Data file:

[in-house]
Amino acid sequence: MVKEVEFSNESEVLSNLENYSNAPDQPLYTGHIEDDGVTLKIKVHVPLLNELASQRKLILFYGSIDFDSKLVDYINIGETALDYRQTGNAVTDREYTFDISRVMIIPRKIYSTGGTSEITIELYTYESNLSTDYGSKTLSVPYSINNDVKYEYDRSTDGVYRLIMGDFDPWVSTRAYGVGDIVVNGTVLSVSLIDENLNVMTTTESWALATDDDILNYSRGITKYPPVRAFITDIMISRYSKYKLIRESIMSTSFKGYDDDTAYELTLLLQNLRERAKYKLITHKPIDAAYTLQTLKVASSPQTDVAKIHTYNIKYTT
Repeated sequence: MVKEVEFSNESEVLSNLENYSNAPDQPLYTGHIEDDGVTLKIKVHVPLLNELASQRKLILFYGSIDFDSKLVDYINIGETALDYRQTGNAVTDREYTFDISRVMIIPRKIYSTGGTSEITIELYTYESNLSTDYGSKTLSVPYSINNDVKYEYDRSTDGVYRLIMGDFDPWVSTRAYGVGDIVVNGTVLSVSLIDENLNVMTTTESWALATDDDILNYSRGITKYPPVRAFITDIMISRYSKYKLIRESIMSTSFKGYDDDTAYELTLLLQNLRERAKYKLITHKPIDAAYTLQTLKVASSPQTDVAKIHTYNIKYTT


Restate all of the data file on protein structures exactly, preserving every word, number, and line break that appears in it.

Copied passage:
[in-house]
Amino acid sequence: MVKEVEFSNESEVLSNLENYSNAPDQPLYTGHIEDDGVTLKIKVHVPLLNELASQRKLILFYGSIDFDSKLVDYINIGETALDYRQTGNAVTDREYTFDISRVMIIPRKIYSTGGTSEITIELYTYESNLSTDYGSKTLSVPYSINNDVKYEYDRSTDGVYRLIMGDFDPWVSTRAYGVGDIVVNGTVLSVSLIDENLNVMTTTESWALATDDDILNYSRGITKYPPVRAFITDIMISRYSKYKLIRESIMSTSFKGYDDDTAYELTLLLQNLRERAKYKLITHKPIDAAYTLQTLKVASSPQTDVAKIHTYNIKYTT
Repeated sequence: MVKEVEFSNESEVLSNLENYSNAPDQPLYTGHIEDDGVTLKIKVHVPLLNELASQRKLILFYGSIDFDSKLVDYINIGETALDYRQTGNAVTDREYTFDISRVMIIPRKIYSTGGTSEITIELYTYESNLSTDYGSKTLSVPYSINNDVKYEYDRSTDGVYRLIMGDFDPWVSTRAYGVGDIVVNGTVLSVSLIDENLNVMTTTESWALATDDDILNYSRGITKYPPVRAFITDIMISRYSKYKLIRESIMSTSFKGYDDDTAYELTLLLQNLRERAKYKLITHKPIDAAYTLQTLKVASSPQTDVAKIHTYNIKYTT